Fast-fashion giant Boohoo unscathed by COVID-19 crisis and modern slavery allegations as sales surge in 2020, analysts say

Fast-fashion giant Boohoo unscathed by COVID-19 crisis and modern slavery allegations as sales surge in 2020, analysts say
Fast-fashion giant Boohoo released its annual results.Boohoo
  • Fast-fashion giant Boohoo Plc reported its annual results for fiscal 2021 on Wednesday.
  • Sales were up 41% during the 12 month period ending in February 2021 versus the year before.
  • Analysts say the company has emerged "unscathed" from the pandemic and modern slavery allegations.

2020 could have been a disastrous year for fast-fashion giant Boohoo. Not only did it have a global pandemic to contend with, but it also became the focus of a modern slavery investigation after a Sunday Times report revealed that workers at a factory making its clothes were paid as little as £3.50 ($4.80) an hour.

Despite this, the company has emerged from 2020 "with its sales performance untarnished," GlobalData retail analyst Emily Salter said in a note to clients on Wednesday, commenting on Boohoo's annual results for the year ending February 2021.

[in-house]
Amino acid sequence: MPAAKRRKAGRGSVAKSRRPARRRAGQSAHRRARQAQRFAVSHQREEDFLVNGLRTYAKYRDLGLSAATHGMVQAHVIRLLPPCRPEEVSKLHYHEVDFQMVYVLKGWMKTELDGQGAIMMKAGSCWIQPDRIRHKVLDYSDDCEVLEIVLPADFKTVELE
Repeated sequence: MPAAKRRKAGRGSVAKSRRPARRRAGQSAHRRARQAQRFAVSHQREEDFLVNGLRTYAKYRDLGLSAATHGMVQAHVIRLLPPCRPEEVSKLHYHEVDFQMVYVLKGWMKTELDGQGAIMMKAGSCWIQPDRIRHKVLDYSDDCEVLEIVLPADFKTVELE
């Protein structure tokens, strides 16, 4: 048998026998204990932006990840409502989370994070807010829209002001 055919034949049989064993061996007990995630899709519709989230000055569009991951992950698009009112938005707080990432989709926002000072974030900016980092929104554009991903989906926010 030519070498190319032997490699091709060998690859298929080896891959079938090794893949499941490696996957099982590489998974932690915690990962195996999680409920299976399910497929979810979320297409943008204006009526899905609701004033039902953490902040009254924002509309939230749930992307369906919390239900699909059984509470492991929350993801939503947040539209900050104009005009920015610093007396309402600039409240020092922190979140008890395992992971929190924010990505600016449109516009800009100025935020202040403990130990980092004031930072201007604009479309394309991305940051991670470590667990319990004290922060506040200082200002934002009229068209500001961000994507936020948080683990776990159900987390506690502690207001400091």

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Revenue across the group (Boohoo Plc owns PrettyLittleThing, Nasty Gal, and Coast among other brands) jumped 41% in fiscal 2021 from fiscal 2020, from £1.2 million ($1.6 million) to £1.7 ($2.35 million).
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In a statement accompanying its earnings release on Wednesday, Boohoo Plc cofounders Carol Kane and Mahmud Kamani said the company made "great progress," reporting another set of record results for the past year.

As an online-only business, Boohoo was better positioned to capture sales during the pandemic as brick-and-mortar stores temporarily closed and consumers only had the option to shop online. But Salter said that the company benefited from being more "agile" than others, by shifting focus to loungewear and nightwear as sales of its core categories, such as dresses, declined.

Boohoo's supply chain and business practices were called out in a Sunday Times investigation, which led to UK authorities launching a modern slavery investigation and several of its retail partners dropping the company, may have hit Boohoo's share price but didn't make a dent in its sales, Salter said.
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Still, it will not be "plain sailing ahead," she said. The company still has to work to do to woo back investors and "prove its commitment to its actions."

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